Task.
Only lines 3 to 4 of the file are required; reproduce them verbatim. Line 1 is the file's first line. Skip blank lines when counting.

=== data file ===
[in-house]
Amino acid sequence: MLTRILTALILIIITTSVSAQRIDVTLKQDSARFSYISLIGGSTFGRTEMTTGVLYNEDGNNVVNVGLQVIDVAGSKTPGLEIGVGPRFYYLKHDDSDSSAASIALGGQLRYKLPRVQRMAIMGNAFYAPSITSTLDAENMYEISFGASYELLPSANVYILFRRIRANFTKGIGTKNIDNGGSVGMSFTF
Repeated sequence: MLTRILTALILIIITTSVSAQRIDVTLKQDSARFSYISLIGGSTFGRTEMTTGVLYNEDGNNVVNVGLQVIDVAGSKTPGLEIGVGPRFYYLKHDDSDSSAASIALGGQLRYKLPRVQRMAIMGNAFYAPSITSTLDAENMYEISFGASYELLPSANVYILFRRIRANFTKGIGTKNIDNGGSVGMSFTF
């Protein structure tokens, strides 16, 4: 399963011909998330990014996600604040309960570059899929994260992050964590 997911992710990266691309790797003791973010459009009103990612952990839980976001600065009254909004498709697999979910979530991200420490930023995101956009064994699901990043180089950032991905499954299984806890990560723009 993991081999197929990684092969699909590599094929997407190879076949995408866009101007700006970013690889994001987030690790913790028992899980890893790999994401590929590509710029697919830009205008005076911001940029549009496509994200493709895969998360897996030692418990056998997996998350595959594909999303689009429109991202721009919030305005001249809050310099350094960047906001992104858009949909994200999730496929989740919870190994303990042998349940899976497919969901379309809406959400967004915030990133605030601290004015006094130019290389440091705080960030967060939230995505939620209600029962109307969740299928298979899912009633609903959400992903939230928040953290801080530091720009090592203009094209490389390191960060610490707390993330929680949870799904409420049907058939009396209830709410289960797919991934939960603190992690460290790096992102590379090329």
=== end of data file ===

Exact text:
Repeated sequence: MLTRILTALILIIITTSVSAQRIDVTLKQDSARFSYISLIGGSTFGRTEMTTGVLYNEDGNNVVNVGLQVIDVAGSKTPGLEIGVGPRFYYLKHDDSDSSAASIALGGQLRYKLPRVQRMAIMGNAFYAPSITSTLDAENMYEISFGASYELLPSANVYILFRRIRANFTKGIGTKNIDNGGSVGMSFTF
């Protein structure tokens, strides 16, 4: 399963011909998330990014996600604040309960570059899929994260992050964590 997911992710990266691309790797003791973010459009009103990612952990839980976001600065009254909004498709697999979910979530991200420490930023995101956009064994699901990043180089950032991905499954299984806890990560723009 993991081999197929990684092969699909590599094929997407190879076949995408866009101007700006970013690889994001987030690790913790028992899980890893790999994401590929590509710029697919830009205008005076911001940029549009496509994200493709895969998360897996030692418990056998997996998350595959594909999303689009429109991202721009919030305005001249809050310099350094960047906001992104858009949909994200999730496929989740919870190994303990042998349940899976497919969901379309809406959400967004915030990133605030601290004015006094130019290389440091705080960030967060939230995505939620209600029962109307969740299928298979899912009633609903959400992903939230928040953290801080530091720009090592203009094209490389390191960060610490707390993330929680949870799904409420049907058939009396209830709410289960797919991934939960603190992690460290790096992102590379090329």